I reached over and hit the starter. The bike turned over very easily with the donated battery from the 748. The engine hasn't been turned over in more than nine months: not since I did the wiring upgrade, timing belt change, and valve adjustment. At about the 6th rotation of the engine, I slightly cracked the throttle and the bike fired right up! It idled at 1400 rpm for a few secdonds then climbed to stabilize at 3000 rpm. This was not surprising, as I had no idea how high to set the slides initially. I blipped the throttle a couple of times and the bike sounded good....really good with those Cobra F1s slip-ons. It was very responsive to the blips of the throttle from idle (the 3000 rpm idle), and I was quite happy.......then, about 30-45 seconds into the first rebirth of the engine, white smoke started coming out of the exhuasts. First a little, then more, and then even more. My happiness changed to disappointment. I should have never guessed I'd be in the clear, even now. Here is a short video of about the third or fourth starting of the bike.
Starting the Paso (2.51 MB)
A few days later, I pulled the spark plugs and inspected them and the tops of the pistons. The plugs and piston tops were dark and showed some signs of oil, but nothing that raised my curiosity. The vertical plug was a little more wet than the horizontal plug, but not enough to worry much about it. There was a lot of carbon build-up on the tops of the pistons, but they didn't show me much more. I was curious if I'd put too much oil in the bike, but the site glass is nearly impossible to see through. I used a syringe and removed about 150 ml of oil, because it looked like it may have been a little high....eventhough it was like looking for a black piece of paper in the dark.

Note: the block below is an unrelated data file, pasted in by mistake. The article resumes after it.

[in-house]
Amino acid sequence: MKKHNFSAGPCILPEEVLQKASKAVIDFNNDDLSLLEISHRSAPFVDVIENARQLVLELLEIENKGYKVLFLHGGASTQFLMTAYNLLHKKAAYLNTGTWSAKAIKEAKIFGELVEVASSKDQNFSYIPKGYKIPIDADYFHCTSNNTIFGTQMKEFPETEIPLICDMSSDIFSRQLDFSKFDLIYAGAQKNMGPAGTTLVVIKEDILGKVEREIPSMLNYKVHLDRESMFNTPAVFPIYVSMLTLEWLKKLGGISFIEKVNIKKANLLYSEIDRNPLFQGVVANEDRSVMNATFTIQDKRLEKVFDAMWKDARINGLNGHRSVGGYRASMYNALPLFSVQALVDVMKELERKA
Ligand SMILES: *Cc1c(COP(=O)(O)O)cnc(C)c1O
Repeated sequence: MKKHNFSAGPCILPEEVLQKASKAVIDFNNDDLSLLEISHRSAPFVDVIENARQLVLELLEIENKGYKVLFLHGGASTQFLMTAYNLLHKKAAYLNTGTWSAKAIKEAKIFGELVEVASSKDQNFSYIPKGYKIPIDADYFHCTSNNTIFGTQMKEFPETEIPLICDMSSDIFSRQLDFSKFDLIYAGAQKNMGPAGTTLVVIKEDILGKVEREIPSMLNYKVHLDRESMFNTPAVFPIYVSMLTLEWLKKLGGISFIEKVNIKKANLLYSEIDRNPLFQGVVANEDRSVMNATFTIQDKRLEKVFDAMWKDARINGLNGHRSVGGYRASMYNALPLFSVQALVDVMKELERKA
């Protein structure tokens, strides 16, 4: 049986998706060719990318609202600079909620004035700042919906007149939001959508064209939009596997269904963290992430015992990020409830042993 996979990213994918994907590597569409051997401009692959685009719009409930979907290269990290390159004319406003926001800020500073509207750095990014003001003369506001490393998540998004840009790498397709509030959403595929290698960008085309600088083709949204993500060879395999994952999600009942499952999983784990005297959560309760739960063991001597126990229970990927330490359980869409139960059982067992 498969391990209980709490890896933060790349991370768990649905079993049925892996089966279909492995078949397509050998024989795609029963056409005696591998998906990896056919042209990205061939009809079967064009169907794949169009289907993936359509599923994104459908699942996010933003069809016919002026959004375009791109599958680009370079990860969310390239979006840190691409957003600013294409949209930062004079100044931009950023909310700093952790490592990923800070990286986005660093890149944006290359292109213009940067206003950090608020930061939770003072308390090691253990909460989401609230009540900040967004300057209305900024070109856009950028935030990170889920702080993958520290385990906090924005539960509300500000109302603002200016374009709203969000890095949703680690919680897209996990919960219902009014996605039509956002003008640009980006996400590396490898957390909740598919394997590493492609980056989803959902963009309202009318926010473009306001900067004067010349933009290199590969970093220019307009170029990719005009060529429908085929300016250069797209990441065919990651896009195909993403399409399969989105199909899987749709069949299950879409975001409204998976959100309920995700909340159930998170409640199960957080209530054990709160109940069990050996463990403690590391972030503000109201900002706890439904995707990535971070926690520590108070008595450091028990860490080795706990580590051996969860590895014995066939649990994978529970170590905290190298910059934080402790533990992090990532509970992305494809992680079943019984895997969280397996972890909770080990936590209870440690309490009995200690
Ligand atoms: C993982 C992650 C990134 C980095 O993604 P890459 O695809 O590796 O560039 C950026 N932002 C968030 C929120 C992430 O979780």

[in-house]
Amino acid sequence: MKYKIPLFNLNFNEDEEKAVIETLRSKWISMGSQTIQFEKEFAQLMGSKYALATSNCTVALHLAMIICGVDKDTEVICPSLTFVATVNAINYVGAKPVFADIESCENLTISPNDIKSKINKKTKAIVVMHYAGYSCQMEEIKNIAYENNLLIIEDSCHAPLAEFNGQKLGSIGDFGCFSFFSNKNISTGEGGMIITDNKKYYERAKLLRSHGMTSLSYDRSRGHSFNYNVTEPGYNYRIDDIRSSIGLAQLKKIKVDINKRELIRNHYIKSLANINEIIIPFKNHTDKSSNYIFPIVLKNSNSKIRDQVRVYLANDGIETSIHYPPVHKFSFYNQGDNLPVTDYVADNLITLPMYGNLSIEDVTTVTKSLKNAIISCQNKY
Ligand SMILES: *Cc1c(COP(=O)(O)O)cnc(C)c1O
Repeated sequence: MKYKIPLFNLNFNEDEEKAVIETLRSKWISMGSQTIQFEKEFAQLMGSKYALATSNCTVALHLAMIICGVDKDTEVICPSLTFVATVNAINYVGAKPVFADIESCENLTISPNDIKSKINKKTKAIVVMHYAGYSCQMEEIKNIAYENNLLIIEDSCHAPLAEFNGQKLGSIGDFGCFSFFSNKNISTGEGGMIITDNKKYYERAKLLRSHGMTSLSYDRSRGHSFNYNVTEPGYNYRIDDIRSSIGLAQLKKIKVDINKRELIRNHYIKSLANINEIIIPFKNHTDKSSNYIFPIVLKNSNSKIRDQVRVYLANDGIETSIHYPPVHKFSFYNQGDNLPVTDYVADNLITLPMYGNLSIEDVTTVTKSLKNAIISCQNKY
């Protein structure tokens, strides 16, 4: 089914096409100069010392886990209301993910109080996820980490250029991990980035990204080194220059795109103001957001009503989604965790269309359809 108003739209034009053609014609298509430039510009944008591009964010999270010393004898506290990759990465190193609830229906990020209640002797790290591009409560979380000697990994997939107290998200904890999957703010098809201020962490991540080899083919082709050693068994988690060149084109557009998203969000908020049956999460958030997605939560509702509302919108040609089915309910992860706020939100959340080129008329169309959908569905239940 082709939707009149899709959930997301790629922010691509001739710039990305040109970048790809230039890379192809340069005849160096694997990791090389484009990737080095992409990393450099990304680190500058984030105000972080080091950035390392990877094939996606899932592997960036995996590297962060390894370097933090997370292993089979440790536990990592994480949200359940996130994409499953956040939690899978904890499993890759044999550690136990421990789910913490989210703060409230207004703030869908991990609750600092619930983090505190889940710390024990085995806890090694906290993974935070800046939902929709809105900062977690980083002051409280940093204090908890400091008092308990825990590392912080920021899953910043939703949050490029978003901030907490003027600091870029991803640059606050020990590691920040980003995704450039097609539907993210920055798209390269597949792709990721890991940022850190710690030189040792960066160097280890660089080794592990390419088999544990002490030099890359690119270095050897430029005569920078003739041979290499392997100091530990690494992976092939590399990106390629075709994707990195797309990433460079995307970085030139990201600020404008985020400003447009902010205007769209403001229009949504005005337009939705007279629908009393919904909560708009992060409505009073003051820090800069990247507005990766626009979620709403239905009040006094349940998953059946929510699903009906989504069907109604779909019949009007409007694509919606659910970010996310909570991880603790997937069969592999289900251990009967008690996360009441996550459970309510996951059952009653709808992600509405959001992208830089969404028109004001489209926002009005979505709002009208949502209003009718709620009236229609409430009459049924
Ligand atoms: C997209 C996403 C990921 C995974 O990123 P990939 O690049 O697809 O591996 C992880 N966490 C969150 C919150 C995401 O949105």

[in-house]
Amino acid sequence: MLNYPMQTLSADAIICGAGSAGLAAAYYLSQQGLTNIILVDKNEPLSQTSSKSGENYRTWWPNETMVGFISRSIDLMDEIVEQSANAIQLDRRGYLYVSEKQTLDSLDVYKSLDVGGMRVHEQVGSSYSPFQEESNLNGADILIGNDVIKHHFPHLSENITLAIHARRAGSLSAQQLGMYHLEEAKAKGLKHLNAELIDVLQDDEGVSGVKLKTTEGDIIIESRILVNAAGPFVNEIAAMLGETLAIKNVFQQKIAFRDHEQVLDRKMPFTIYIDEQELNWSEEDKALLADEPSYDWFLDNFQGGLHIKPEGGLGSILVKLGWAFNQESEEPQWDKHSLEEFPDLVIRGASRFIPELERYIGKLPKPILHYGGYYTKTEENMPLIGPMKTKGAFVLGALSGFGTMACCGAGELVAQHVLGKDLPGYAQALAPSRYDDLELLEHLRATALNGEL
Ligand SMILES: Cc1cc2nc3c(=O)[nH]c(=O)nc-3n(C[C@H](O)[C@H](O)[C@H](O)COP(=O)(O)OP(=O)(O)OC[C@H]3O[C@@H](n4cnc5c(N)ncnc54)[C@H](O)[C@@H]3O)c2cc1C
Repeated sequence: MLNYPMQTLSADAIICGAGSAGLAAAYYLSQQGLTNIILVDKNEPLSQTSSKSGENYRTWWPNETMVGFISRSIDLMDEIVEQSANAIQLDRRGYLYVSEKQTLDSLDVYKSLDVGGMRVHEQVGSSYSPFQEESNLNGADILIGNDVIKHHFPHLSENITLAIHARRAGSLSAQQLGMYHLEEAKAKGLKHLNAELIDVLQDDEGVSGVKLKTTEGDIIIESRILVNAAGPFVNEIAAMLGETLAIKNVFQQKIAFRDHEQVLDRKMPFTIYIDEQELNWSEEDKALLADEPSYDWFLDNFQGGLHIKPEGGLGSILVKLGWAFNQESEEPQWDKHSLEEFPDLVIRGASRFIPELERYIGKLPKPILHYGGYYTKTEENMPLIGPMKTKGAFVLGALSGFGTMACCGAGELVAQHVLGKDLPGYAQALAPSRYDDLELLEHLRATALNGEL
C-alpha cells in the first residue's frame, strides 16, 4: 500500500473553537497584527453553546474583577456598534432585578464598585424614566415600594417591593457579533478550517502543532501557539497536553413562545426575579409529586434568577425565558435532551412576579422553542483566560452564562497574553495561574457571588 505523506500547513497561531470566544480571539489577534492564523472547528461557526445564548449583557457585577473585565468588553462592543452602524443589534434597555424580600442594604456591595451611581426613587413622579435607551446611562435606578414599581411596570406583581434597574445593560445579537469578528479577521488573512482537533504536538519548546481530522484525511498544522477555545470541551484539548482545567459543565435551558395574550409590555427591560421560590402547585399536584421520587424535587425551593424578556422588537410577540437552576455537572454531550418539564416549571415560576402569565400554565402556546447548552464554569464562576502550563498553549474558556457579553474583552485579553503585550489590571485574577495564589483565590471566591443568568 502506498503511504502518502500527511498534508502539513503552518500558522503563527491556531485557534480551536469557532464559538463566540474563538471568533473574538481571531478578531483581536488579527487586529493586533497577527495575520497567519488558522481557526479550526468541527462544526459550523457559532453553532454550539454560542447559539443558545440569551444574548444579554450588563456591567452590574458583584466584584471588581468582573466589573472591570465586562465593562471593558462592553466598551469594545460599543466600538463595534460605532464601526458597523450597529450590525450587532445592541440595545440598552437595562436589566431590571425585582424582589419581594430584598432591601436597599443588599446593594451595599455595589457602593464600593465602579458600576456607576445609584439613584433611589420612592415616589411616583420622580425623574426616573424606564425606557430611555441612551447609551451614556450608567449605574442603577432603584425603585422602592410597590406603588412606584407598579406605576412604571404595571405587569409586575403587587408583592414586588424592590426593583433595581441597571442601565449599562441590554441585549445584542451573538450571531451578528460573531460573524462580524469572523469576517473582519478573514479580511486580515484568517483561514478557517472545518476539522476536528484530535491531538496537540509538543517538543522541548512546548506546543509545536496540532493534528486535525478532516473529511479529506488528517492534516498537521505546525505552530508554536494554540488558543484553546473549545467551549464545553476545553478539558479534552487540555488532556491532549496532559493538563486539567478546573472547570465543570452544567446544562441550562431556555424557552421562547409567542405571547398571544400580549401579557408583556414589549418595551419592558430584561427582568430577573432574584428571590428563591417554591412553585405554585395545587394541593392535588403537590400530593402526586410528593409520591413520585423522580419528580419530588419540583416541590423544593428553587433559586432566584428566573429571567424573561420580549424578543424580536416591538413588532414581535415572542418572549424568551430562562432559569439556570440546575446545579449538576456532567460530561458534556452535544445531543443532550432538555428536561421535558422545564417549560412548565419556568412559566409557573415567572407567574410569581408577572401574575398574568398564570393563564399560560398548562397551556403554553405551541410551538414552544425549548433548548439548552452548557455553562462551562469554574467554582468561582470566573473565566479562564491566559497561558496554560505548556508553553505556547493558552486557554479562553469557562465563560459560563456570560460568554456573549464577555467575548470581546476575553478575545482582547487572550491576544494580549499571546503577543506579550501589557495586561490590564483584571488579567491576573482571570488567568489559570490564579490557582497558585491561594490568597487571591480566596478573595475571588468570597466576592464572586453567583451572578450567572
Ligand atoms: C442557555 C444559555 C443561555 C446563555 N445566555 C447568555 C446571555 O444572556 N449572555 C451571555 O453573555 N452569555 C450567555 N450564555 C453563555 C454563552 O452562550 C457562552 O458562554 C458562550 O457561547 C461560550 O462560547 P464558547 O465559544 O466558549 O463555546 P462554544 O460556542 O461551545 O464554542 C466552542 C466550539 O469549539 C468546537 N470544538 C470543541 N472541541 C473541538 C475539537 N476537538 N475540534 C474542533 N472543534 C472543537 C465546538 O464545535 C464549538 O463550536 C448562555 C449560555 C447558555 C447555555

I then took some measurements of the carb slides to make sure that they moved the same with each turn of the slide adjustment screw and then dropped both of them down 0.016" to try to drop the idle down a bit from the 3000 rpm that the engine was idling at. A few other minor things to check and zip-tie, and it was time to start the bike, again.
I wheeled the bike back out to the front yard and tried to start it. It didn't want to start, so I used some choke and it fired. It was idling too low, now, at about 800 rpm, so I kept making adjustments on the carbs to try to raise the idle. I am getting some lean backfiring through the horizontal carburator, so I'll need to do some more carb adjustments.
To try to get the bike up to operating temp, I took it for a small spin around the block.....more like I rode it nearly 8 miles on a road behind the subdivision. Once the bike got warm, it came alive with a smooth flow of power. Favoribly, the bike is not smoking anywhere near as much as it was, but was more noticeable at higher RPMs. I have a few oil leaks to address before I get it back on the road. A quick inspection shows that it is leaking from the filter screen cap, starter, oil-level sight glass, and probably another place or two. I was looking into replacing the oil-level sight glass a few months ago, as mine is slightly cracked and leaking (and nearly impossible to see through), but it is no longer available through Ducati. A quick search of the parts list shows that it is the same as the ignition inspection cover, so I'll probably swap the two.....plus, I need to repair or replace the rear brake master cylinder, bleed all the brakes and the clutch, and some other miscellaneous things. When I got home and while the engine was hot, I drained the oil....only to see through the sight glass that it was indeed a little high on oil level. Maybe this will be the simple cure to the smoking problem.
Looks like I still have more work to do, but......I at least I've gotten the bike running and I rode it a little bit!!!
The Paso at Idle (939 KB)
Riding the Paso (1.34 MB)